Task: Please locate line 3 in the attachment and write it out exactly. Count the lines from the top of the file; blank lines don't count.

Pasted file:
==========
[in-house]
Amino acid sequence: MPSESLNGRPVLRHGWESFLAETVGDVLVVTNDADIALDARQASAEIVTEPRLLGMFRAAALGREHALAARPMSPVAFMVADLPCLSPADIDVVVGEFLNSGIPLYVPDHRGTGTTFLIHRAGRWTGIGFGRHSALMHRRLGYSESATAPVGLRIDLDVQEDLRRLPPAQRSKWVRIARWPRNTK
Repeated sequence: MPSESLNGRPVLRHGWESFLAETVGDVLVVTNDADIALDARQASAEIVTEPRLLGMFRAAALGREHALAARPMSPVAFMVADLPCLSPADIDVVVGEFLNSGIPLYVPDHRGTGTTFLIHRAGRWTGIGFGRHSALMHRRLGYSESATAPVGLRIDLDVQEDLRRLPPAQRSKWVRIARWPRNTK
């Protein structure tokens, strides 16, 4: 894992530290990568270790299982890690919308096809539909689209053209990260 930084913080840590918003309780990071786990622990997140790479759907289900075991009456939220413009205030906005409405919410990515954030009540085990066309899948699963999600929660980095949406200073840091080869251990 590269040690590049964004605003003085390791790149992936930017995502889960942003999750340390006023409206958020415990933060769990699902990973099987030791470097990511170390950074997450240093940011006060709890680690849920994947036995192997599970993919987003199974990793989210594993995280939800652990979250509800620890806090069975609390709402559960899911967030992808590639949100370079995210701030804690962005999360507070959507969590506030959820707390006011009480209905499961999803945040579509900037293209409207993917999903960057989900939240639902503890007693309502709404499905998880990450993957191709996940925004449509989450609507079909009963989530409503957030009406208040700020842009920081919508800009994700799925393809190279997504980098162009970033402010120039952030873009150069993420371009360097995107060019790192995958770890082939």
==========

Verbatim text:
Repeated sequence: MPSESLNGRPVLRHGWESFLAETVGDVLVVTNDADIALDARQASAEIVTEPRLLGMFRAAALGREHALAARPMSPVAFMVADLPCLSPADIDVVVGEFLNSGIPLYVPDHRGTGTTFLIHRAGRWTGIGFGRHSALMHRRLGYSESATAPVGLRIDLDVQEDLRRLPPAQRSKWVRIARWPRNTK